Electronics become bendable, ductile, organic and transparent

transparent-speaker_500px_sqBendable, ductile and organic. These are terms not readily associated with our traditional view of electronics. But chances are that this classic image of electronics will soon change. Why? Well, last week scientists at the Harvard School of Engineering and Applied Sciences introduced a bendable and ductile loudspeaker.

This transparent loudspeaker is filled with a salt water gel and works according to the principle of ion conduction. The loudspeaker’s stuffing consists of two layers of conductive gel, separated by a transparent rubber membrane. An alternating current is introduced between these layers. The alternating load makes the rubber membrane contract and expand at the rhythm of the alternating current. The loudspeaker is transparent and ductile and has a frequency range between 20 Hz to 20 kHz. Since the system works on the basis of ion conduction, there is no change in the resistance, regardless of the form that the loudspeaker takes on.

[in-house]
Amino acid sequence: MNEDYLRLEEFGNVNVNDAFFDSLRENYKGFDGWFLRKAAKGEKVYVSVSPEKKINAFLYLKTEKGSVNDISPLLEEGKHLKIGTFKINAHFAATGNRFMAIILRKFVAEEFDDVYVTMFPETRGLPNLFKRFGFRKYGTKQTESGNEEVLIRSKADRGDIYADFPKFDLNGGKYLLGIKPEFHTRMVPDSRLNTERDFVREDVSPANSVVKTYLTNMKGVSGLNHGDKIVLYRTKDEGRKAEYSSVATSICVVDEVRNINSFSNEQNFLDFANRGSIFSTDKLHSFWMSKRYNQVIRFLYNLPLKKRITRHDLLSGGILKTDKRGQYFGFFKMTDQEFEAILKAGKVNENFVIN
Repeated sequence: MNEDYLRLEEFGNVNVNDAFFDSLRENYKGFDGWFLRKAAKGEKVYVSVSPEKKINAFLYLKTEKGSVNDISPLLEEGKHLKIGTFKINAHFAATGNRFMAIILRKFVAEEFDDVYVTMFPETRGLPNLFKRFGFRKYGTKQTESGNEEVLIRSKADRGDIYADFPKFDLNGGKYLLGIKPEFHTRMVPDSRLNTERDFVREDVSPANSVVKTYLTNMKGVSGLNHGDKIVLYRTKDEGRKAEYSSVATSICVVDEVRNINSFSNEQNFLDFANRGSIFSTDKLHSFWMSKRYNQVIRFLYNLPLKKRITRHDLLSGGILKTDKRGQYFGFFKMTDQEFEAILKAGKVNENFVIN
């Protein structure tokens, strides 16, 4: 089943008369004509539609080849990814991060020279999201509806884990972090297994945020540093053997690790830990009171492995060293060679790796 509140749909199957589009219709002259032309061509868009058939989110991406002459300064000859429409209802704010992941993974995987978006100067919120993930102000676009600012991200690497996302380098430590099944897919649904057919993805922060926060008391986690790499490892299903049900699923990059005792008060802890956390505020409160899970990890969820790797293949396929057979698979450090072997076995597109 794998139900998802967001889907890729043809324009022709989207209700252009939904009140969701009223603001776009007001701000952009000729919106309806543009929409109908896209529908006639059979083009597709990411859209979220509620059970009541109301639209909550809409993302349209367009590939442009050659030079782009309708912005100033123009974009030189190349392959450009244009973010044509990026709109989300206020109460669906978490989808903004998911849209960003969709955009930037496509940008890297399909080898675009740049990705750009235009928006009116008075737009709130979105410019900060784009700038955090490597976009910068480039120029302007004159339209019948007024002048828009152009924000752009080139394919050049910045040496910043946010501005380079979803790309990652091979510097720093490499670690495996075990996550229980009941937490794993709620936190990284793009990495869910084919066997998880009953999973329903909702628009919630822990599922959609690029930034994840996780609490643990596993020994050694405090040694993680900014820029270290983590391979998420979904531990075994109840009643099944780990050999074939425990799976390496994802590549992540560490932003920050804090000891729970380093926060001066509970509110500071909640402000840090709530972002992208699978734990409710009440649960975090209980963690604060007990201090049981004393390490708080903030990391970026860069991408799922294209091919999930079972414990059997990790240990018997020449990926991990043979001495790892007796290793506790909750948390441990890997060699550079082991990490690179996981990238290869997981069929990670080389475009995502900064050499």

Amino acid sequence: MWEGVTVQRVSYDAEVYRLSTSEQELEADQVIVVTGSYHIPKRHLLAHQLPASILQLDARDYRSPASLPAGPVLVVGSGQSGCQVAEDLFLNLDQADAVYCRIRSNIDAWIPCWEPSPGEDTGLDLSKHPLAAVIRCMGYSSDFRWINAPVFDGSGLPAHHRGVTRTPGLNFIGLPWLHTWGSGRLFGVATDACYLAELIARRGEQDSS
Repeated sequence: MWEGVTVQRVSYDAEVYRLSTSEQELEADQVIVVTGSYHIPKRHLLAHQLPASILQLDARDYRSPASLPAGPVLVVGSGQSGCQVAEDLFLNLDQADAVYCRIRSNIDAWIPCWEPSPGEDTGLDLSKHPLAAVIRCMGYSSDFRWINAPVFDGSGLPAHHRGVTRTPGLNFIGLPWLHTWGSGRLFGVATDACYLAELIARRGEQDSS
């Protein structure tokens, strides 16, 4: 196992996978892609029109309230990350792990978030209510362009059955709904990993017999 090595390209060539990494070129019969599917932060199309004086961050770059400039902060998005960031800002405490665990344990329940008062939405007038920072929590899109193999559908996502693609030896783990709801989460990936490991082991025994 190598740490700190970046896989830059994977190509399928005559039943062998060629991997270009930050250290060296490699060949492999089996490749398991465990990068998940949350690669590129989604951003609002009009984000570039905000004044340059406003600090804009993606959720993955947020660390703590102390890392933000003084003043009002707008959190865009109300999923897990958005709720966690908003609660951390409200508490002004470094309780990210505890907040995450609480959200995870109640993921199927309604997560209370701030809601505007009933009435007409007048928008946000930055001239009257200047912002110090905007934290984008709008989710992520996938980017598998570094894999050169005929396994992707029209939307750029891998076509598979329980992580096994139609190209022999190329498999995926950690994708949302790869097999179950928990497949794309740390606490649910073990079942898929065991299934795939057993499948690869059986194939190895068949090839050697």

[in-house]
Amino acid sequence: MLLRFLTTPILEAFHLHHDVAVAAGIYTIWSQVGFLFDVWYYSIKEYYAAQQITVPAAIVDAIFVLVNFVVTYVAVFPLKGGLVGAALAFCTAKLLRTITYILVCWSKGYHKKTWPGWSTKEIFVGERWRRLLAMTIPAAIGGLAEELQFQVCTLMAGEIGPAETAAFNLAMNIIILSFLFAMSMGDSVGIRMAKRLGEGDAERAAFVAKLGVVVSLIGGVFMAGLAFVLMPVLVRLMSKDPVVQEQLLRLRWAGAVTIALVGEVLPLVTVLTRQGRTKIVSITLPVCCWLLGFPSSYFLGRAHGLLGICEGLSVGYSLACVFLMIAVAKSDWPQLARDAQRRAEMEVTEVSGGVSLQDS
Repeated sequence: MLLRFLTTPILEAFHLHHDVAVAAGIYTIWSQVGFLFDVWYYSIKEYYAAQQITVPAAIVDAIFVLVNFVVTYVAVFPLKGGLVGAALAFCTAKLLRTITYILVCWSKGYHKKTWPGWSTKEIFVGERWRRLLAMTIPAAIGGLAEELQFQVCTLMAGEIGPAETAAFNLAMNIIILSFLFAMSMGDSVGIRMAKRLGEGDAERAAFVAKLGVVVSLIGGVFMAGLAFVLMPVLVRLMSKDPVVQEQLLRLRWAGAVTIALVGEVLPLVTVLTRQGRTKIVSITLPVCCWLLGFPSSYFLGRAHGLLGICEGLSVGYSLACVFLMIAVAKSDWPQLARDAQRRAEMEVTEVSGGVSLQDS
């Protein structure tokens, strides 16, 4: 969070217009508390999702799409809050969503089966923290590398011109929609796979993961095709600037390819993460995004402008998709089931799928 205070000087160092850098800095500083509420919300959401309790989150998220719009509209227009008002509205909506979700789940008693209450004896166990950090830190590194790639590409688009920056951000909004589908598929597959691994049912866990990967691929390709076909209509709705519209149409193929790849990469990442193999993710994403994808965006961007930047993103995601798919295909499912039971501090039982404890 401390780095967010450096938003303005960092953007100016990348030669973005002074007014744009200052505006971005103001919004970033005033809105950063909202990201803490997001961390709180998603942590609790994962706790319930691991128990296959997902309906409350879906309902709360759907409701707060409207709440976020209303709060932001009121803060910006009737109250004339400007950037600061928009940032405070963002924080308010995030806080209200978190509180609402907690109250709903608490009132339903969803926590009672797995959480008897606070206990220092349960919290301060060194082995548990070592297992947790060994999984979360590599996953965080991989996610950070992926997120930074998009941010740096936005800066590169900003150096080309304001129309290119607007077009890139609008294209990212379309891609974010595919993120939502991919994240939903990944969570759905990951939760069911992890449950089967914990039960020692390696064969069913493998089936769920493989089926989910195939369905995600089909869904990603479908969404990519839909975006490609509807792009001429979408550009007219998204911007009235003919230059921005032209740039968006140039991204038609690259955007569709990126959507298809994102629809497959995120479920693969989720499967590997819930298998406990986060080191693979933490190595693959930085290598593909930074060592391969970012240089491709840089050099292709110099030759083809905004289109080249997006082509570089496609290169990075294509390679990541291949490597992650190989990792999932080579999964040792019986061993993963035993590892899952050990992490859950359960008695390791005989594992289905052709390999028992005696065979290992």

This new technology makes it possible to add electronics to existing, flexible materials as well as creating more ductile electronics. In other words, the possibilities are not limited to loudspeakers. Potential applications include the development of artificial muscles or bionic implants. Another possibility is to use the technology in windows, since it is transparent. Give free rein to your imagination and tell us which electronics you would like to see made flexible and transparent!

The results of the study were presented in the  August 30, 2013 edition of Science magazine.